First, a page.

“Among the 22 states, however, services sector accounted for 67 per cent, while agriculture accounted for 22 per cent and industry 11 per cent. Among the 22 states, the FCT had the highest GDP at N10.6trn or 17 per cent of total states’ GDP. This was followed by Akwa Ibom and Rivers states, each with eight per cent of total states’ GDP. In the FCT, services accounted for 81 per cent of GDP while industry and agriculture accounted for 18 and 10 per cent respectively.
“In Akwa Ibom, however, industry accounted for 65 per cent while services and agriculture accounted for 19 and 16 per cent respectively. Across the 22 states, the non-oil sector represented 98 per cent of total states’ GDP while the oil sector accounted for only two per cent. The six states with the highest nominal GDP in 2017: FCT, Akwa Ibom, Rivers, Delta, Bayelsa and Anambra accounted for about 50 per cent of the total states’ GDP or 27 per cent of Nigeria’s nominal GDP in 2017.”
In comparing the GDP figures of some Nigerian states to some African countries using the last figures obtained from the NBS, it is clear that indeed the GDPs of some states are bigger than those of some countries.
For instance, the report in 2017 indicated that the GDP figures of 22 states was nominal $149bn, which represents $7bn per state.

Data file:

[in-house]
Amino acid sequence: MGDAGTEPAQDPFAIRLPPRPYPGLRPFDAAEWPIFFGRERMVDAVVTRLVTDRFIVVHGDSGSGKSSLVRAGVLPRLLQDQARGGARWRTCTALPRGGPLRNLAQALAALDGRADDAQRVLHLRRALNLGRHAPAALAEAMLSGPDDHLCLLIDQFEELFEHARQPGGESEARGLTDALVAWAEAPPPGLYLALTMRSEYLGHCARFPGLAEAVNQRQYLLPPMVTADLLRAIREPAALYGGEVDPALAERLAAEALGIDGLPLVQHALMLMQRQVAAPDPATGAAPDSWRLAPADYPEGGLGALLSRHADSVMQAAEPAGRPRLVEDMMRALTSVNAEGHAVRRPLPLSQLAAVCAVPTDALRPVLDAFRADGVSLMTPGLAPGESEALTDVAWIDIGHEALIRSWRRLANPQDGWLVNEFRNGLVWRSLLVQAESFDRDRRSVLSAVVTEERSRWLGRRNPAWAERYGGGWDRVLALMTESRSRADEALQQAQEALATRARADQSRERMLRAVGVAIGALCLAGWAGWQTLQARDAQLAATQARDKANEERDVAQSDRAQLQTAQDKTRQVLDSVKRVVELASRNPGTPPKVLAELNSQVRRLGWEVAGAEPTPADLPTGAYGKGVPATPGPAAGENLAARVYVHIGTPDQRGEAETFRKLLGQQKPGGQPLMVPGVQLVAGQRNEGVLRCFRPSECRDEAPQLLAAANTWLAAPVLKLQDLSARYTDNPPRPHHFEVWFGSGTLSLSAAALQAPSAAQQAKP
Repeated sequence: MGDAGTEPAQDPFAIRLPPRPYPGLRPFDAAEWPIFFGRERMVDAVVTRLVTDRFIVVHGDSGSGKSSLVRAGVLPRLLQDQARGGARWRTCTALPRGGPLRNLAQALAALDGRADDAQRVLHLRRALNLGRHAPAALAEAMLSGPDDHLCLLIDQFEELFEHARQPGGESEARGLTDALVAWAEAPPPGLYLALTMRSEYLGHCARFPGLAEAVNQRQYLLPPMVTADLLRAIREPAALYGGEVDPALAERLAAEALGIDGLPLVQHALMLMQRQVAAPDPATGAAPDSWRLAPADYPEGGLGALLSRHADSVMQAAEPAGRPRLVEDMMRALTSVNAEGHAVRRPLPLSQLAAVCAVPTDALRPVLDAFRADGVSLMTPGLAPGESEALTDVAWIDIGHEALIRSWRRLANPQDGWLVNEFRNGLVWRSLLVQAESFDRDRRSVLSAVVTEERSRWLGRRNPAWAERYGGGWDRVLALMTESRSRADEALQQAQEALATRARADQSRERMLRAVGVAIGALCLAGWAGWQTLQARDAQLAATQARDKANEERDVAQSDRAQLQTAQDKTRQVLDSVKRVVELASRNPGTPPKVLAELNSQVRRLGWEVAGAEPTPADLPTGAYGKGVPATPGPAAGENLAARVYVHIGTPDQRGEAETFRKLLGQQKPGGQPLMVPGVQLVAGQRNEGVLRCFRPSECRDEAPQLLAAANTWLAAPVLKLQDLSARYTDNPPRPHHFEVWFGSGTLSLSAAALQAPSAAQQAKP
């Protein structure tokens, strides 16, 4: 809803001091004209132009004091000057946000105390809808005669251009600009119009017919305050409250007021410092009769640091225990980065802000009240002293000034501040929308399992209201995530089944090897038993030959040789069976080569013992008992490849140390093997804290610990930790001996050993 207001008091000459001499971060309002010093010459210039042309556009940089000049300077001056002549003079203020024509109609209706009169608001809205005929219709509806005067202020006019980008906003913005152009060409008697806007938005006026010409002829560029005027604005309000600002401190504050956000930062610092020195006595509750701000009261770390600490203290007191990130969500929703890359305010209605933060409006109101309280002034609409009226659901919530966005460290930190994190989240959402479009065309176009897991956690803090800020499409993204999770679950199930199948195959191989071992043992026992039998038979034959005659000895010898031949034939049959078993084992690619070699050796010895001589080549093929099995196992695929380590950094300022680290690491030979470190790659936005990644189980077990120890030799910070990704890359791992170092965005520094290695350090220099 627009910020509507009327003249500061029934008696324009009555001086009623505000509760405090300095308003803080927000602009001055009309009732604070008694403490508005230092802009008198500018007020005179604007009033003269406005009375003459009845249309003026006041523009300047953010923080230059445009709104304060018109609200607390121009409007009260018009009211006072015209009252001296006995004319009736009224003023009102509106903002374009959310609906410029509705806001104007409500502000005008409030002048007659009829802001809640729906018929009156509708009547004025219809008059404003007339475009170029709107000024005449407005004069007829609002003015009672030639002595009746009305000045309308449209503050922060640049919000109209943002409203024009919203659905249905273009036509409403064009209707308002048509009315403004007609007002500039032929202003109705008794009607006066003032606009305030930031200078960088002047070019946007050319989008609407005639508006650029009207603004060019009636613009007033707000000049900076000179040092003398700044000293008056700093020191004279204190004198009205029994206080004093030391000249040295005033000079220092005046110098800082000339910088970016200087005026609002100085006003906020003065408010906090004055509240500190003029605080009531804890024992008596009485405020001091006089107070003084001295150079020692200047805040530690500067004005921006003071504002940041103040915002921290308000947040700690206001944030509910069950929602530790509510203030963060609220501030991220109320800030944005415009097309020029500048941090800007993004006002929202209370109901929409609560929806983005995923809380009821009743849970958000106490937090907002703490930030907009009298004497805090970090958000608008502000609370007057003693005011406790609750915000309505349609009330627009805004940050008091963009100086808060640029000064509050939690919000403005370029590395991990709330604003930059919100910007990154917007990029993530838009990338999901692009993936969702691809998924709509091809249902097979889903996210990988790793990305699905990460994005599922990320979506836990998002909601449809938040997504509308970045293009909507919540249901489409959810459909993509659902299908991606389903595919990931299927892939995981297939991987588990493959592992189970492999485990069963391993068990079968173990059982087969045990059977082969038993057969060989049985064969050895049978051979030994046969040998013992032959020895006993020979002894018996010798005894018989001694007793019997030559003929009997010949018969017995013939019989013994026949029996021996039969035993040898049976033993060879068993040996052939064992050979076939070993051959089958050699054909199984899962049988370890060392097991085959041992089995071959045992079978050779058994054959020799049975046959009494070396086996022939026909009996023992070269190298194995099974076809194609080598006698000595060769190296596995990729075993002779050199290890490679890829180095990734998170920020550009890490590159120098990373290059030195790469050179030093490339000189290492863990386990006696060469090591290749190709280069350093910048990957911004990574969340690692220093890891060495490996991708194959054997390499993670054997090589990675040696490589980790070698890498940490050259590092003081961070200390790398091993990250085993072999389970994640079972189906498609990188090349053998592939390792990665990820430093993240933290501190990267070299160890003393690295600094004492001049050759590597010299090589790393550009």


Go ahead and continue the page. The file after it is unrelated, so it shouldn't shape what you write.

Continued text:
Consequently, this shows that the GDPs of states like Lagos, Rivers, Akwa Ibom, Kano, Imo, Delta, Kaduna and few others as mentioned by NBS are bigger than the GDPs of some countries which have GDPs of less than $5bn.
A breakdown of these countries by Daily Trust shows that Swaziland with a GDP of $4.9bn, Sierra Leone $4.2bn, Estwani $3.96bn, Djibouti $3.37bn, Burundi $2.9bn, Central African Republic $2.5bn, Lesotho $2.5bn and South Susan $2.0bn.
Similarly, African countries with GDP below $2bn include Cape Verde $1.94bn, Guinea Bissau $1.64bn, Comoros $1.33bn, Sychelles $1.33bn and Sao Tome and Principe $0.55bn.
Experts corroborate claim
An economist and Chief Executive Officer (CEO) of Global Analytics Consulting Ltd, Dr Tope Fasua, confirmed the claim of the vice president, saying some Nigerian states had GDPs larger than some African countries.
Speaking to Daily Trust, he said, “Yes; the GDPs of Lagos, Rivers and a few other states may be larger than those of countries like Gambia and a handful of other African countries. So it is a fact.
“In 2014, Minister Okonjo Iweala informed us that the FAAC allocation of Akwa Ibom State alone was the entire budget of Liberia. And that is a fact. We could say the first eight state GDPs in Nigeria fall in that category.”
Similarly, The Chief Economic Strategist at the ECOWAS Commission, Prof Ken Ife, told Daily Trust that, “As at 2021, Nigeria’s GDP at $514b was more than 38 African countries’ put together.”
He added that, “The 10 top Nigerian states with GDP totalling $148.1bn was more than those of 24 African countries, while Lagos with GDP of $29bn was more than nine African countries’ GDP.”
Following a verification and experts’ view, Daily Trust concludes that the claim of the vice president is largely true as there are states in Nigeria that have large GDP due to their economic viability.